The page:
Manhunter Blu-ray Review
Release Date: August 21, 2011
Run time: 131 minutes
Audio: DTS-HD Master Audio 5.1 mix
Aspect Ratio: 1.85:1
Disc Spec: 1 BD
Based on Thomas Harris’ first Hannibal Lecter novel Red Dragon, Manhunter stars William Petersen as former FBI Profiler Will Graham who returns to duty to persuit a serial killer who slaughters families. Graham’s unique asset in profiling criminals is the ability to become so intimate with their thoughts that they combat with his sanity. In order to get his “scent” back for these murderers, Graham visits serial cannibal Dr. Hannibal Lecktor played by Brian Cox. Graham was the one who caught Lecktor but he still fears Lecktor because of what he is and Graham continues to be terrorized by him to some degree through out the film. The killer in question, named Francis Francis Dollarhyde and played by Tom Noonan, slaughters these families and arranges their bodies to stare at him in awe according to his own fantasties. Dollarhyde feels that if he kills enough people he will “transform” into a being who would be accepted after feeling rejected all his life. This being Francis hopes become is The Red Dragon from William Blake’s painting “The Great Red Dragon and the Woman Clothed with the Sun”.
Micheal Mann’s adaptation of Harris’ novel is serviceable but it lacks it certain areas. First off the atmosphere of the film is dark but at the same time Mann has that annoying habit of insisting upon the post modern aestetic of the time; cold and lacking in intimatcy and all bathed in white. Worst of all the 1980’s pop songs date the film unnessecarily. I am not against films looking contemporary but here it’s highly unessecary. The later day Lecter films all succeed in having a timeless look to them.
The characterizations are also questionable. William Petersen as Will Graham seems like a complex indvidual but he is written as more of a “tough guy” better suited as a cop in a Dirty Harry film or his previous effort in To Live and Die in LA and not someone who is truly, emotionally scared by what he does. Brian Cox does a decent job as “Lecktor” but he’s forgetable in this film. He doesn’t penitrate the screen at all. Cox certaintly comes off as a sociopath but not the the man so evil that professional psychiatrists simply describe as a monster. Lastly the biggest mis-calculation is Francis Dollarhyde. Mann entirely omits Dollarhyde’s tragic childhood in his screenplay, the core motivation of Francis’ sick fantasties, and makes him to be some sort of super human freak who can kill people with little effort.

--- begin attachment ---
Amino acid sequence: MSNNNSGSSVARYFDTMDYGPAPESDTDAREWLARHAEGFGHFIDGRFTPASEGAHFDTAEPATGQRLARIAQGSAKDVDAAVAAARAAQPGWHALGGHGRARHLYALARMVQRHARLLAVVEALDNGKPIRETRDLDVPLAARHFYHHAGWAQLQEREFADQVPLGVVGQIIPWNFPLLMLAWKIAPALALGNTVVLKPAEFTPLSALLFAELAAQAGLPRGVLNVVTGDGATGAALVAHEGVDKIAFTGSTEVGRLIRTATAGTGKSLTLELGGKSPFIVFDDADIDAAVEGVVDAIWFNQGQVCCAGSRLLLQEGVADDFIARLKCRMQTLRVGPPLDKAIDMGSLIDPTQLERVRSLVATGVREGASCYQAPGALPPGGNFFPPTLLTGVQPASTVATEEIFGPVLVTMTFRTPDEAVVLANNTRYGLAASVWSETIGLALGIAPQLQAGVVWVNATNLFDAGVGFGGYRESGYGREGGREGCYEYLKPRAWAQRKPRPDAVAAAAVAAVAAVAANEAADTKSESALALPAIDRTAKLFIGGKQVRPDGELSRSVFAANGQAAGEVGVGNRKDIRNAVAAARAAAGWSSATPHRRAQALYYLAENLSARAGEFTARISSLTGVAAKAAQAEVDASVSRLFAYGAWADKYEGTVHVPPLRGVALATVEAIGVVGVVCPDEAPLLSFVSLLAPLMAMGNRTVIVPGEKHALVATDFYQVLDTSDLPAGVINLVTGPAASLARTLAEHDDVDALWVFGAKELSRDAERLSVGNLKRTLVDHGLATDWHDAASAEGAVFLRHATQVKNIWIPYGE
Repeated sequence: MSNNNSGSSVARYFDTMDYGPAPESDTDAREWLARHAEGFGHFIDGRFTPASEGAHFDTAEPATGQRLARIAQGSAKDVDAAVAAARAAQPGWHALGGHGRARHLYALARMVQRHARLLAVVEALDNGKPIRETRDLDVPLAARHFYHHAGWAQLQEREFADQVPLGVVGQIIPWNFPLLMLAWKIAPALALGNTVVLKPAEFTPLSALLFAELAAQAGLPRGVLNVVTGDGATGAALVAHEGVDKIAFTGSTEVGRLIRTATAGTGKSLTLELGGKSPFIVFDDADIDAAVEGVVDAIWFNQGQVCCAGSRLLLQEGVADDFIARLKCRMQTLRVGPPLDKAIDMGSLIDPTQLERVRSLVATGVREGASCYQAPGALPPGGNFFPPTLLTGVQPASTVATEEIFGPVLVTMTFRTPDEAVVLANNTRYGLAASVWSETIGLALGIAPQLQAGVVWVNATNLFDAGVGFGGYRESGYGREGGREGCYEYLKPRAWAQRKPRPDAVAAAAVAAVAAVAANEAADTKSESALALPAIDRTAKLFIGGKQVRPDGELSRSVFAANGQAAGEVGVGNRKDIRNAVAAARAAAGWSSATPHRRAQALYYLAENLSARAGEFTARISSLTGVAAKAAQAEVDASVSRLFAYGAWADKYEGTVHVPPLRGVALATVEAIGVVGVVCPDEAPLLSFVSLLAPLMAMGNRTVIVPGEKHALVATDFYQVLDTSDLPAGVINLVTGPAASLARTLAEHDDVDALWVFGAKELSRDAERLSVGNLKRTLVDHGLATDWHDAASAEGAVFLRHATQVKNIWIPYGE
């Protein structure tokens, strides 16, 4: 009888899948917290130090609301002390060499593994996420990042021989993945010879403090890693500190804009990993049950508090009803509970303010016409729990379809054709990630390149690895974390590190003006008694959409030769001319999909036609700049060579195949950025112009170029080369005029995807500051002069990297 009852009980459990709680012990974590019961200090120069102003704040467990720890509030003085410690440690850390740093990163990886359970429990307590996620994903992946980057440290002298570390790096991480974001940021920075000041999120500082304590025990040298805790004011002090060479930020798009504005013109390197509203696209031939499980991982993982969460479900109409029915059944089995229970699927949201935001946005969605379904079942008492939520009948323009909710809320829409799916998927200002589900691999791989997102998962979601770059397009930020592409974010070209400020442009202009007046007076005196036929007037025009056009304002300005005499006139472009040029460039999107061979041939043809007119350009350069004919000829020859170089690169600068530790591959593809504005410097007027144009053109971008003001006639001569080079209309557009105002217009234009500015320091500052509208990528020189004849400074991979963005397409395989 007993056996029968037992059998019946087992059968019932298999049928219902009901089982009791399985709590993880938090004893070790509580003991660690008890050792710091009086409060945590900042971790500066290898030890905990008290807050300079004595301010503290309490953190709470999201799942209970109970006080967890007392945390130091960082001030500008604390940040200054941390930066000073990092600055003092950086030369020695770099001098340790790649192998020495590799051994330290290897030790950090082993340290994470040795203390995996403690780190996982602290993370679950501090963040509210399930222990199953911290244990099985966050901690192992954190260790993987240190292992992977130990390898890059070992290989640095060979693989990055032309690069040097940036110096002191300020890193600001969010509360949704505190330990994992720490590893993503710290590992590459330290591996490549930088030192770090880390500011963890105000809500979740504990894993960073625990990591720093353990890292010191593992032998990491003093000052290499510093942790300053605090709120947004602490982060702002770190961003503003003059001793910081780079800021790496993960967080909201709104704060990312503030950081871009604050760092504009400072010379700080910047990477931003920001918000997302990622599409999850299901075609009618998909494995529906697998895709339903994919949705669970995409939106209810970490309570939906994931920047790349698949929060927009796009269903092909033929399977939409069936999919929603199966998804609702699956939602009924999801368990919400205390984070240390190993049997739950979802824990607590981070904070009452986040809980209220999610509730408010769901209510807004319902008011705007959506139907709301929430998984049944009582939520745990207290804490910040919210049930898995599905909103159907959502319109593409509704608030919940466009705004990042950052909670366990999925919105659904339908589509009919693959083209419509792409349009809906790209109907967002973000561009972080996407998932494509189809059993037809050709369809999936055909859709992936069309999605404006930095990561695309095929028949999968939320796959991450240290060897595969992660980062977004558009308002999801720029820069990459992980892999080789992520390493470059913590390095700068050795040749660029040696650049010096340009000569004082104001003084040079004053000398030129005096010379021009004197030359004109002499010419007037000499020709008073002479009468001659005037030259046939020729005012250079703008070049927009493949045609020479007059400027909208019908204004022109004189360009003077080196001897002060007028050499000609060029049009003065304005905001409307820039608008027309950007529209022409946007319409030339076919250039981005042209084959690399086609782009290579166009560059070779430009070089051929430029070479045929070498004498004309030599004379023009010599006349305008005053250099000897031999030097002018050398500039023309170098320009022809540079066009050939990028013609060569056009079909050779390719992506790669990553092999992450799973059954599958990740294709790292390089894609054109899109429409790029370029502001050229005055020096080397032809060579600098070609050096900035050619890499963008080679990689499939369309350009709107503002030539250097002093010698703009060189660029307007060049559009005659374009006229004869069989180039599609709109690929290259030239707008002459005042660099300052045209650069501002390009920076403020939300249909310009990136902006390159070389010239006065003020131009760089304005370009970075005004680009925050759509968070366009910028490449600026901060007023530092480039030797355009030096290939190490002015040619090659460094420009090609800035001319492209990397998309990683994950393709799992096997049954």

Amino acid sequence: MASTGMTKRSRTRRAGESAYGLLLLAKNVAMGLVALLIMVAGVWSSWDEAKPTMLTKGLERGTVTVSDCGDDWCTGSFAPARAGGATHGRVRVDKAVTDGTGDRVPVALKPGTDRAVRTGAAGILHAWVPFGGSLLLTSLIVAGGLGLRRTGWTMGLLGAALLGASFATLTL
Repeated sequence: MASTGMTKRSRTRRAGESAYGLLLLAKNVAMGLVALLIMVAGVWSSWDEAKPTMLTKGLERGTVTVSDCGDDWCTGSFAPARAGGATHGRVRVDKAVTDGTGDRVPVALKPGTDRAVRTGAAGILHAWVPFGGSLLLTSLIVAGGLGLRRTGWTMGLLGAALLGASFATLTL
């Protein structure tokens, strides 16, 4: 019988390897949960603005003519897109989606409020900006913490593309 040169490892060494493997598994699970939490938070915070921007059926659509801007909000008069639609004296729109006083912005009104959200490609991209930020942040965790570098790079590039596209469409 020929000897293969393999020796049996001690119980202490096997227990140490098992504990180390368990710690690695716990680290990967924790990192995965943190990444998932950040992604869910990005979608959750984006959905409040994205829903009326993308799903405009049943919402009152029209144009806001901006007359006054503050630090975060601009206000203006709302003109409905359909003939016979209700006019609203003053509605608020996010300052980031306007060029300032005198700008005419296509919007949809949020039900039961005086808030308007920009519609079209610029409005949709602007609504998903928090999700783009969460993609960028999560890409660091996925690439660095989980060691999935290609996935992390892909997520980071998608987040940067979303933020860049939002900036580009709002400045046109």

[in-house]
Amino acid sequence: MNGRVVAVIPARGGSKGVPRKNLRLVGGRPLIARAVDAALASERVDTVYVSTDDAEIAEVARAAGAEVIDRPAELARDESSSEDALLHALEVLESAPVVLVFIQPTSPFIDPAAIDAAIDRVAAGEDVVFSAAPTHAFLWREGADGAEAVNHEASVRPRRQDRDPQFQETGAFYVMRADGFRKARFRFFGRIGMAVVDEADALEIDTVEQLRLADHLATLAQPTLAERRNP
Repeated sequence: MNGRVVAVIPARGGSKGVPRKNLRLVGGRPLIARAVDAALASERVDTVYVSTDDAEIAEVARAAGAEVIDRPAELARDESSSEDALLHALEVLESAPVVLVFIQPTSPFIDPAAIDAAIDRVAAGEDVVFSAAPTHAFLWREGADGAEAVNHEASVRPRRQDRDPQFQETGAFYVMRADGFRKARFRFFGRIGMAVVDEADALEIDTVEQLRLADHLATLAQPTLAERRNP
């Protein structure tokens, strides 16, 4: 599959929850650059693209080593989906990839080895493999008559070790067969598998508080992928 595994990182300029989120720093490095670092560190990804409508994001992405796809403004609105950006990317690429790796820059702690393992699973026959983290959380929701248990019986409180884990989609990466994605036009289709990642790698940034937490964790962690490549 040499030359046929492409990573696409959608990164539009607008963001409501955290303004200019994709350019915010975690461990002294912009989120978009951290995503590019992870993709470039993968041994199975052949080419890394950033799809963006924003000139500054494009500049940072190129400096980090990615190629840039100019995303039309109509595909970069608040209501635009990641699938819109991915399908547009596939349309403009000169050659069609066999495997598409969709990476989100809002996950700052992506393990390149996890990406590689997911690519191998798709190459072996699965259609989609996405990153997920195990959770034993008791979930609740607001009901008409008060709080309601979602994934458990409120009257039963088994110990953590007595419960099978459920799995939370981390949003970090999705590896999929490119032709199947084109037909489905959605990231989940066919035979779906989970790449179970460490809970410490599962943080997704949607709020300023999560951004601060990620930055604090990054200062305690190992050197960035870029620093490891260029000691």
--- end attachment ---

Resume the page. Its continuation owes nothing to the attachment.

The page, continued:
Movie Quality: 7/10
The print is presented in 1080p/AVC MPEG-4 with a 1:85:1 aspect ratio. Out of all the films released by , this is the most eye pleasing transfer with a consistent image quality. Colors are vibrant and bold throughout the entire film. Details are very well captured for a film that is 23 years old. Grain is intact and holds a consistent look throughout. Fans of the film will not be disappointed at all..
Print Quality: 9/10
The audio is presented in a DTS-HD Master Audio 5.1 mix. ‘Manhunter’ is a dialogue centric and the main focus. For those going in expecting an intense and complex audio experience you might be a little disappointed. There are some effects that peer through the rears providing some ambiance into the soundfield. While this is not a bombastic soundtrack, it is the best that these films have sounded for home video.
Print Quality: 9/10
- There are no special features
Special Features: 0/10
Mann’s film isn’t entirely bad. William Petersen does a good job to hold the film together and at times, there is a genuine feeling of suspense. It’s a curiosity in the Lecter series but far from the best. ‘Manhunter’ is a decent film with some flaws, but does a good job telling a story.
Overall Rating: 7/10